DM Confidential — Safety tests and market share are nice, but everybody loves a good race.
Web browser load times are often hawked as the ultimate test of a browser’s quality. It’s hard to blame any of the large players for harping on their speed performances so often, since pointing to a single, small number makes it easier to grab people’s attention than laying out detailed explanations of safety and feature improvements.
PC World recently posted browser loading test results for the Internet Explorer 8, Firefox 3.0.7, Chrome 2 Beta and Safari 4 Beta Web browsers.
The result? Chrome was the quickest of them all, by a fairly substantial, mostly insignificant amount of time.
In PC World’s browser speed comparison, the four browsers were set to the task of loading nine sites: pcworld.com, en.wikipedia.org, youtube.com, microsoft.com, ebay.com, amazon.com, myspace.com, yahoo.com and apple.com.
Google Chrome’s average page load time across all nine Web sites was 1.3 seconds. The only site that it did not load faster than the others was amazon.com, where Safari finished first.
Chrome’s performance was particularly impressive in loading Wikipedia’s English-language home page, which it loaded in 1.12 seconds, compared to IE 8’s 2.24 seconds, Firefox’s 3.31 seconds and Safari’s 3.38 seconds.
Google’s browser also loaded eBay’s home page in 0.83 seconds, the only of the four to complete the task in under a second. It also loaded MySpace’s home page in 1.43 seconds, while IE 8 took 2.59 seconds, Firefox required 2.94 seconds and Safari needed 4.2 seconds.
Although Microsoft claimed IE 8 is now the fasted browser out there, it finished with an average page load time across all nine sites in this test of 1.8 seconds.
Safari and Firefox tied for third with average page load times of 2.12 seconds.
The test was run on a Gateway notebook with Windows Vista Service Pack 1. PC World reinstalled the operating system before each browser was tested.
“For each browser, we cleared the browser’s cache and then loaded each page in our test suite,” wrote Nick Mediati of PC World. “We repeated the process ten times per site per browser to ensure accurate results, to factor out fluctuations in network traffic, and to build a sufficiently large sample size to identify trends. In addition, we threw out the two best and the two worst scores for each page load test to further reduce the influence of fluctuations and to produce more consistent results.”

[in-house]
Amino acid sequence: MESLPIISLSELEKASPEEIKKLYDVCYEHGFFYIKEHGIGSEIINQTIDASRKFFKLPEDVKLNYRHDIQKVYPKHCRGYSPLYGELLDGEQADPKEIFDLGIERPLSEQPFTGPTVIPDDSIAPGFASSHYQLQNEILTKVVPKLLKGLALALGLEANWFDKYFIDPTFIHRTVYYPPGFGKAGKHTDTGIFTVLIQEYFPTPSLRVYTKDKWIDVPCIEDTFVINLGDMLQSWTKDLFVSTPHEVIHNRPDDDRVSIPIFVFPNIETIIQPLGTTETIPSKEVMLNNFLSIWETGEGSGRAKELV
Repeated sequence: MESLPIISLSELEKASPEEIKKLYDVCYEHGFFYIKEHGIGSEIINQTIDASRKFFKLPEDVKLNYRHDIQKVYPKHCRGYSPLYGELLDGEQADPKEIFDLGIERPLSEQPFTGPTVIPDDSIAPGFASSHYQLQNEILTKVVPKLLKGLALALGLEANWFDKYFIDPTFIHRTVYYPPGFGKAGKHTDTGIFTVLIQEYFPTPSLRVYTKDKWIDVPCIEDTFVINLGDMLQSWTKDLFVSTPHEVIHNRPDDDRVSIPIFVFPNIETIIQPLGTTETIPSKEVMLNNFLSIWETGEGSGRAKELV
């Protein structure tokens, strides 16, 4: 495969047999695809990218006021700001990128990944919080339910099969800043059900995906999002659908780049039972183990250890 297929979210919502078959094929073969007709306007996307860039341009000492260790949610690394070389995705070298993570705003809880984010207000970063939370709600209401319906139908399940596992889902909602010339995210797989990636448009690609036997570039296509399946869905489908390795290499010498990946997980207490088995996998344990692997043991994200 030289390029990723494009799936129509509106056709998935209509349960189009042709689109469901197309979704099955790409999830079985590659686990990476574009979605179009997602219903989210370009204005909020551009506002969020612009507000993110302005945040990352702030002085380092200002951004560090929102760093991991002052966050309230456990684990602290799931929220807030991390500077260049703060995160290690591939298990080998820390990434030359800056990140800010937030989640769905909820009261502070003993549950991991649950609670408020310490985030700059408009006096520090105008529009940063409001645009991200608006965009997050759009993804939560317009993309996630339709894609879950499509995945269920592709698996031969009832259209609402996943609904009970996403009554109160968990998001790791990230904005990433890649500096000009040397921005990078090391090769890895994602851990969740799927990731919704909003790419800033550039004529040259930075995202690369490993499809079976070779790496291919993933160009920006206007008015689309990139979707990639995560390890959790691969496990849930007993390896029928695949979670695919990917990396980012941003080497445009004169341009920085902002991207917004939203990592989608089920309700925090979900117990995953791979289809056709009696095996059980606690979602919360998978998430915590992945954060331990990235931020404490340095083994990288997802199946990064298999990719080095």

Mediati also noted that a browser’s visual claim to have “finished” loading a page was not heeded. Instead, the testers made sure to see whether all visual parts of the page were fully loaded.
Though the test makes for an interesting litmus test, Mediati is quick to point out that “The ironic thing about browser makers’ speed claims is that many users probably won’t notice the difference between the fastest and slowest browsers in our tests.”
The moral of the story should be obvious to all: while seconds required to load pages makes for a fun platform of comparison, browser safety and features that appeal to the user remain the most important browser attributes.
For Mac users licking their chops at finally getting their hands on Google Chrome, the wait may not be much longer. Fall 2009 may be a feasible expected date of arrival.
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